Last week week, Gallup reported that U.S. job creation held steady at an eight-year high in June. The Job Creation index score remains at its high of +33. The score represents 44% of employees who say that their employer is hiring employees and expanding the size of its workforce. More good news—Gallup also reported that its U.S. Jobs Rate was the highest in June at 46% after six years of measurement. This rate is a half percentage higher than June of 2015 from which one can glean that an underlying increase in full-time work beyond changes in seasonal employment.
An uptick in hiring could result in an increase in job opportunities for you. Here are four tips to follow when updating your resume to help reel in the response you want from recruiters.
- Make it shine. Dale Carnegie’s third Human Relations principle, ‘Arouse in the other person an eager want,’ reminds us to entice the person qualifying us for a job interview opportunity. This means that instead of using verbose language, keep it simple and succinct when describing the responsibilities of each of your professional roles. It is absolutely critical that your resume be free of all grammar and spelling mistakes because the perception is, “If this candidate’s resume is sloppy, I can’t imagine what her work product is like!” Be sure to have a mentor or friend with strong English skills review your resume to ensure it is seamless, spelled correctly and free of grammar mistakes.
- Forgo funky fonts. Dale Carnegie said, “There is only one way… to get anybody to do anything. And that is by making the other person want to do it.” If your resume is difficult to read, it deters the hiring manager from thorough review. The easier it is to read and understand—for example using sans serif fonts and bullets; bolding job titles to divide sections, etc. the more likely the person reviewing it will allow ample consideration of your prospective candidacy.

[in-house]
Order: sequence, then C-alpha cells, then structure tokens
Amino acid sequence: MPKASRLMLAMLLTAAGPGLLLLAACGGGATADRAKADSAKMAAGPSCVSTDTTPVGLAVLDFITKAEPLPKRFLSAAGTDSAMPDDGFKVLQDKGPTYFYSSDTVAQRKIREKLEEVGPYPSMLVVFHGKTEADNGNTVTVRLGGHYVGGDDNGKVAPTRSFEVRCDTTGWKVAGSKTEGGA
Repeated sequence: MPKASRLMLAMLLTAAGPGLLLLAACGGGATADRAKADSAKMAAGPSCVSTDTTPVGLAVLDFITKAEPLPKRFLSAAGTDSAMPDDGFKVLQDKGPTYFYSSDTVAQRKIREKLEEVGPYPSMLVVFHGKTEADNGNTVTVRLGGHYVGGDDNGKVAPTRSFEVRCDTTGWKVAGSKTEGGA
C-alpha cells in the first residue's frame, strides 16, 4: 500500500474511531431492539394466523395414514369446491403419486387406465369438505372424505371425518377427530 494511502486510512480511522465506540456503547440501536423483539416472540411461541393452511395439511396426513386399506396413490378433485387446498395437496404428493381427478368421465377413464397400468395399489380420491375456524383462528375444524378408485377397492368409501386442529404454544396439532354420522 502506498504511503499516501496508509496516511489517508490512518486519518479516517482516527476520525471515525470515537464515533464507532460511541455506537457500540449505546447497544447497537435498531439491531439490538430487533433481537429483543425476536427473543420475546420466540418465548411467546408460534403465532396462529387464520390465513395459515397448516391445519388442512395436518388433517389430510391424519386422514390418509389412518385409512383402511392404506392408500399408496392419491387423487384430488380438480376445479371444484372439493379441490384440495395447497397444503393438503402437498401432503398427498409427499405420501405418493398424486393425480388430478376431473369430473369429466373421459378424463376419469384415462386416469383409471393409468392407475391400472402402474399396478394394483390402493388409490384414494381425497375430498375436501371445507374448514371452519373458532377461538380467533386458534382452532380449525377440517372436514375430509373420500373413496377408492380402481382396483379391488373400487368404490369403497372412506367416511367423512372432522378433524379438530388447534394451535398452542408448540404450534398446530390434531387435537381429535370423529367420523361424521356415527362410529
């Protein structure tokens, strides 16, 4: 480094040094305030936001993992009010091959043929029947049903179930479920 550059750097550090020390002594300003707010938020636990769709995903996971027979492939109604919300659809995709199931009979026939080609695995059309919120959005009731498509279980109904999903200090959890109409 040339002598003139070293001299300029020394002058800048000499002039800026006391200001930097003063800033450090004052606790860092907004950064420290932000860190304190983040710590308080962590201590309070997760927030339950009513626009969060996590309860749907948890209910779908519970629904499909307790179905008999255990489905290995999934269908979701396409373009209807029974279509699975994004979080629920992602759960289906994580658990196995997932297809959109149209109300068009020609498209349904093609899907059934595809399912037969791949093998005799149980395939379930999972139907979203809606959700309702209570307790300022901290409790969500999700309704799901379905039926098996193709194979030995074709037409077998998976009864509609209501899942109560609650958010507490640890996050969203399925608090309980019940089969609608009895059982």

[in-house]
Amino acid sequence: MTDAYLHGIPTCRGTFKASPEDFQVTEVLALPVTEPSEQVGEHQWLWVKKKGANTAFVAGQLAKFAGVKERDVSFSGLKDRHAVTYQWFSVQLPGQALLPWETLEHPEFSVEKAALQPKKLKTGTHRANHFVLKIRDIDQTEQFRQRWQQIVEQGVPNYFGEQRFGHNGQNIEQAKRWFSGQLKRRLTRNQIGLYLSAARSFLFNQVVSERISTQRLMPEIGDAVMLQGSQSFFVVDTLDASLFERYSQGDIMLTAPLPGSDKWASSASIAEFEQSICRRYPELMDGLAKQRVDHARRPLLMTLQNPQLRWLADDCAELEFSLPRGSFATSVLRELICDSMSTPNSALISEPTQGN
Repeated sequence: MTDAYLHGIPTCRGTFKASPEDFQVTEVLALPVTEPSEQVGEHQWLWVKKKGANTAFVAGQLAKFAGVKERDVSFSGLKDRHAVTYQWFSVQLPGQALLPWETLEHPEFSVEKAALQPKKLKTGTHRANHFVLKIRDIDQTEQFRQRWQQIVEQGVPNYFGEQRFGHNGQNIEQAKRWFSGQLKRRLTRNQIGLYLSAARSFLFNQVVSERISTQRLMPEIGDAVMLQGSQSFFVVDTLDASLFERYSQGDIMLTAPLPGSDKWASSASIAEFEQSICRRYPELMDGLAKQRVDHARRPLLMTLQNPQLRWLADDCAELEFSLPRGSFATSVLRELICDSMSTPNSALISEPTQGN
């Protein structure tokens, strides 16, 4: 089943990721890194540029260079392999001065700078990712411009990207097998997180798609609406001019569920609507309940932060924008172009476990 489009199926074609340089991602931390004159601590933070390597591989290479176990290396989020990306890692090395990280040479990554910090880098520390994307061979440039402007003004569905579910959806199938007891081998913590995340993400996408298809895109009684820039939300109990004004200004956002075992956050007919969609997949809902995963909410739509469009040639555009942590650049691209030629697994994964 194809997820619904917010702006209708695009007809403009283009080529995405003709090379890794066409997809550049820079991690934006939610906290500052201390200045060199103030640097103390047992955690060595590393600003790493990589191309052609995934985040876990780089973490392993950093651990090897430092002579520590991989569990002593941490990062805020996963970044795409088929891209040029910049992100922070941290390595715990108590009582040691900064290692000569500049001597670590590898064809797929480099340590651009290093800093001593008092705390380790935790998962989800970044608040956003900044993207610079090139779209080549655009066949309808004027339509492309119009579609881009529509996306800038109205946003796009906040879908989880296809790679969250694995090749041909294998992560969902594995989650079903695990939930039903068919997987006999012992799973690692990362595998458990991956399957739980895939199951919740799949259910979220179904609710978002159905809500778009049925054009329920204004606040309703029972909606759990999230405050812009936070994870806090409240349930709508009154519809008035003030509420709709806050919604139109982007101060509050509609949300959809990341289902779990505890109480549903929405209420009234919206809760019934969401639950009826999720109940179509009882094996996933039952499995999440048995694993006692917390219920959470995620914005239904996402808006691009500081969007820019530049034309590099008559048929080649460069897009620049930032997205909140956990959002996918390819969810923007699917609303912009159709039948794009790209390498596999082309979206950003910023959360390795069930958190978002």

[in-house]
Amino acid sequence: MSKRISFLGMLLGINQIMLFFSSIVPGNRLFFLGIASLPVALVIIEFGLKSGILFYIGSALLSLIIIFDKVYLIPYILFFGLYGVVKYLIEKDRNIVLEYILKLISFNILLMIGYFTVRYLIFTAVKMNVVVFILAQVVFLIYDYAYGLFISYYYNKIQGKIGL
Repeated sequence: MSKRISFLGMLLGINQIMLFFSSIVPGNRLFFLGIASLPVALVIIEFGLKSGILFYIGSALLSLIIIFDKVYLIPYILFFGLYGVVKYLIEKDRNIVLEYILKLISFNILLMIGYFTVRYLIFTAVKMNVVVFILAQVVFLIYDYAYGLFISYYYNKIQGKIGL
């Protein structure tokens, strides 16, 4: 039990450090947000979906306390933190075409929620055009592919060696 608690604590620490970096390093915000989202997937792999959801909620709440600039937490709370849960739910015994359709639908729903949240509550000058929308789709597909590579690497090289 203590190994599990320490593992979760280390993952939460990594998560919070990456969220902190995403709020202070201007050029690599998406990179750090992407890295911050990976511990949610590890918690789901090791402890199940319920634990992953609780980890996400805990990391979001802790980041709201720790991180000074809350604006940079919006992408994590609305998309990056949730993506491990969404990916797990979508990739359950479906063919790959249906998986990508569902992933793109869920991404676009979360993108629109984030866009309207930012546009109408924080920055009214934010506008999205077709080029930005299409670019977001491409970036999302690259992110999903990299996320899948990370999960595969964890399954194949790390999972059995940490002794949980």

- Use a professional email address. Dale Carnegie’s 19th Human Relations principle is, ‘Appeal to nobler motives.’ You can pump up others’ professional perception of you by making minor modifications such as using a professional, non-derogatory email address. For example, BeachBody911@gmail.commay send the wrong message to the hiring manager. Create a new email address specific for job searching if you currently use an unprofessional one.
- Fill in the gaps. Recruiters question unexplained gaps within the resume’s timeline. If you have a gap of four or more months between jobs, they may assume you were actively hunting, but no one wanted to hire you—so why should they? Use the gaps as an opportunity to show how you used the time. For example, taking a sabbatical; volunteering for worthy causes such as missionary work; traveling; attending courses and pursuing personal projects are great gap-fillers. They show interests and causes that are important to you, and send a message that you have attained a healthy work-life balance.